Vaccine confusion

India and COVID-19: Government's vaccination drive a total mess

Print edition : February 12, 2021

A consignment of 1,50,000 doses of Covaxin arrives in Bhopal on January 22. Photo: A.M. FARUQUI

At an assembly line for manufacturing Covishield in the Serum Institute of India, in Pune on January 22. Photo: AFP

Harsh Vardhan, Union Health Minister, displays a vial of Bharat Biotech’s Covaxin at the All India Institute of Medical Sciences in New Delhi on January 16. Photo: Bloomberg

Randeep guleria, Director of AIIMS, New Delhi, receiving a dose of Bharat Biotech’s Covaxin vaccine on January 16. Photo: Bloomberg

The government’s vaccination drive has been fraught with deficiencies in communication and delivery of doses, along with doubts regarding Covaxin’s efficacy, leading to hesitancy and low turnouts.

It’s a mess, a regulatory and operational mess. That is the short and pithy description of the ongoing COVID-19 vaccination drive launched by Prime Minister Narendra Modi on January 16.

After the messed-up approval process for Restricted Emergency Use (REU) of the two vaccines being manufactured in India—Covishield by Serum Institute of India (SII) and Covaxin by Bharat Biotech International Ltd— during the January 1-3 period (Frontline, January 29), which violated the Union Health Ministry’s own guidelines for such approvals, the first phase of the mass vaccination drive targeting 10 million health care workers (HCWs) and 20 million front-line workers (FLWs) has all the signs of being another mess.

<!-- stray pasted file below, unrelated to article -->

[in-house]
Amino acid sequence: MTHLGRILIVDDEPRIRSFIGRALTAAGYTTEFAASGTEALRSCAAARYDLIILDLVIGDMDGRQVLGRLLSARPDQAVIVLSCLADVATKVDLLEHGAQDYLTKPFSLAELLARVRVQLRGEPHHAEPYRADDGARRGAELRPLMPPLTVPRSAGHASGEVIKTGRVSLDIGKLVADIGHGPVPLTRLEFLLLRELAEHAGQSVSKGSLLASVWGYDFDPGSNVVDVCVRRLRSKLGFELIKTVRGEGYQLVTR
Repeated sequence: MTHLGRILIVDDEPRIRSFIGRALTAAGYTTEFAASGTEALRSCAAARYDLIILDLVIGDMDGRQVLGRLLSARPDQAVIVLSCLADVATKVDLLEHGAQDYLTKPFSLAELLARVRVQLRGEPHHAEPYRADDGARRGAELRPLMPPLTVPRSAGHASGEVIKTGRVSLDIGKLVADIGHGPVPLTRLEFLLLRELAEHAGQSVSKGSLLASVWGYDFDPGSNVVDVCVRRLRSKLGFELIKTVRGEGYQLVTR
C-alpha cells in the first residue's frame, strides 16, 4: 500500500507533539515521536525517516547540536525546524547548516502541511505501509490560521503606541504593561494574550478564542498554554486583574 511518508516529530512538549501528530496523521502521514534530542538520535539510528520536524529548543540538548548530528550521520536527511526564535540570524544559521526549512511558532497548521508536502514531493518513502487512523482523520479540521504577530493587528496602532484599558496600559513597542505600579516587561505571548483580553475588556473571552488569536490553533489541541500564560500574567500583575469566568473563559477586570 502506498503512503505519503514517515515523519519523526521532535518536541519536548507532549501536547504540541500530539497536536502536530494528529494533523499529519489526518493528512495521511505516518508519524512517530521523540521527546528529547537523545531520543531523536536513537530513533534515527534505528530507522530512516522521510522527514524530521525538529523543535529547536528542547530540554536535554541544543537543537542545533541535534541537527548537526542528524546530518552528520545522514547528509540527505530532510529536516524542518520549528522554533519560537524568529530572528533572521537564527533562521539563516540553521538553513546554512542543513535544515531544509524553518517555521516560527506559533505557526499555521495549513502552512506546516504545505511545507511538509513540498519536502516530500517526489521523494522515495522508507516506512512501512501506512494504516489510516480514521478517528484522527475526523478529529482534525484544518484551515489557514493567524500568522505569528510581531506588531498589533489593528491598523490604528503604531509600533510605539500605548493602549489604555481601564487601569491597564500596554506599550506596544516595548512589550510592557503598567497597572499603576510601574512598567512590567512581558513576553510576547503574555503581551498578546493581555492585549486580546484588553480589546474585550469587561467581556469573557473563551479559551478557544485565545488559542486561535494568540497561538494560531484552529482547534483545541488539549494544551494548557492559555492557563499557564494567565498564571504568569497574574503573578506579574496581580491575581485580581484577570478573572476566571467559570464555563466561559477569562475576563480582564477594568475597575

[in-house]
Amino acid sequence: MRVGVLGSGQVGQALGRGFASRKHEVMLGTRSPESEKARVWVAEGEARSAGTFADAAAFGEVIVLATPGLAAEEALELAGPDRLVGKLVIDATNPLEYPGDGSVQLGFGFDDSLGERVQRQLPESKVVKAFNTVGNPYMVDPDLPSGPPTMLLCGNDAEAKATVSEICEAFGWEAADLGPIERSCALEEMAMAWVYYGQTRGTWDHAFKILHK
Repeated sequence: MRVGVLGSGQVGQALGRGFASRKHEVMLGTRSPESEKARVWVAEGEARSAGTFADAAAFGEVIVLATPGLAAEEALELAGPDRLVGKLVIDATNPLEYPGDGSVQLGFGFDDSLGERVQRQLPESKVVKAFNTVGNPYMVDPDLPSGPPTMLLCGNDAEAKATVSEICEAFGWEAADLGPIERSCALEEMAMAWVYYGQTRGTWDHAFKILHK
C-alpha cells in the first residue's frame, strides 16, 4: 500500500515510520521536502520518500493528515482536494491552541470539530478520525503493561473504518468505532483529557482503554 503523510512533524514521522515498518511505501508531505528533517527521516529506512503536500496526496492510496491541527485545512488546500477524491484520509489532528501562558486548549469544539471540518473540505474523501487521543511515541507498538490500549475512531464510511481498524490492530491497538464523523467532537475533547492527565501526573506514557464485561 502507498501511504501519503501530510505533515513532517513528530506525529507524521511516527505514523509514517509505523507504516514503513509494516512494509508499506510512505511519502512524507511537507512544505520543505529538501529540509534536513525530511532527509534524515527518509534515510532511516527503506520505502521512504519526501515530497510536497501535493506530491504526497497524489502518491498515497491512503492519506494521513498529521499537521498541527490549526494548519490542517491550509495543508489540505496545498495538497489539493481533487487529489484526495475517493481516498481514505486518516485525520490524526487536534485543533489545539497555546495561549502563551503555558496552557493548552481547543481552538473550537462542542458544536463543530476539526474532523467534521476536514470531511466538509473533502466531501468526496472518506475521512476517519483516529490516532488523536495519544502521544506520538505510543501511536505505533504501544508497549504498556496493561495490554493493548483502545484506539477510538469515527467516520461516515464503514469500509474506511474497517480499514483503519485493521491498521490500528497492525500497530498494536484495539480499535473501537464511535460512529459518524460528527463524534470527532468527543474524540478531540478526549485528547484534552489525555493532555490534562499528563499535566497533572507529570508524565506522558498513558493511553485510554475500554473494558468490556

Just as the approvals had triggered a lot of criticism from the scientific community and public health experts, the ongoing vaccine campaign, too, has attracted considerable controversy.

In his press briefing on January 12, Health Secretary Rajesh Bhushan stated that SII would be supplying 11 million doses of Covishield and Bharat Biotech 5.5 million doses of Covaxin for the first phase of the vaccination drive, and that all the doses would be procured by January 14.

Also read: Politics behind Covid vaccine rollout in India

While all the States and Union Territories would receive Covishield for implementing the drive, only 12 States would receive Covaxin. The reason for this differentiation and the basis on which the 12 States have been identified are not clear. Is it because the other States and Union Territories refused to accept Covaxin? That would, however, seem unlikely because the entire campaign is being driven by politics at the Centre.

Cost of vaccine

Of the 5.5 million doses, Rajesh Bhushan said, Bharat Biotech would be providing 1.65 million doses free of cost to the government and the rest would be priced at Rs.295 a dose. Thus, the cost of the vaccine effectively works out to Rs.206 a dose. Covishield, on the other hand, was priced at Rs.200 a dose. Rajesh Bhushan also said that the cost of the first phase would be borne entirely by the government. Subsequent news reports clarified that the money for this would be paid out of the controversial PM Cares Fund. It should be noted that these are prices for the supplies to the government. When sold in the open market to the public at large, the cost would be quite different; for example, SII has already indicated that Covishield would cost Rs.1,000 a dose.

At the time of approval of the two vaccines by the Drugs Controller General of India (DCGI) on January 3, Covishield, the vaccine being manufactured by SII under technical collaboration with the British-Swedish multinational AstraZeneca, was yet to be supported by data of its bridging safety and efficacy trials on 400 participants as had been required earlier by the Subject Expert Committee (SEC) of the Central Drugs Standard Control Organisation (CDSCO).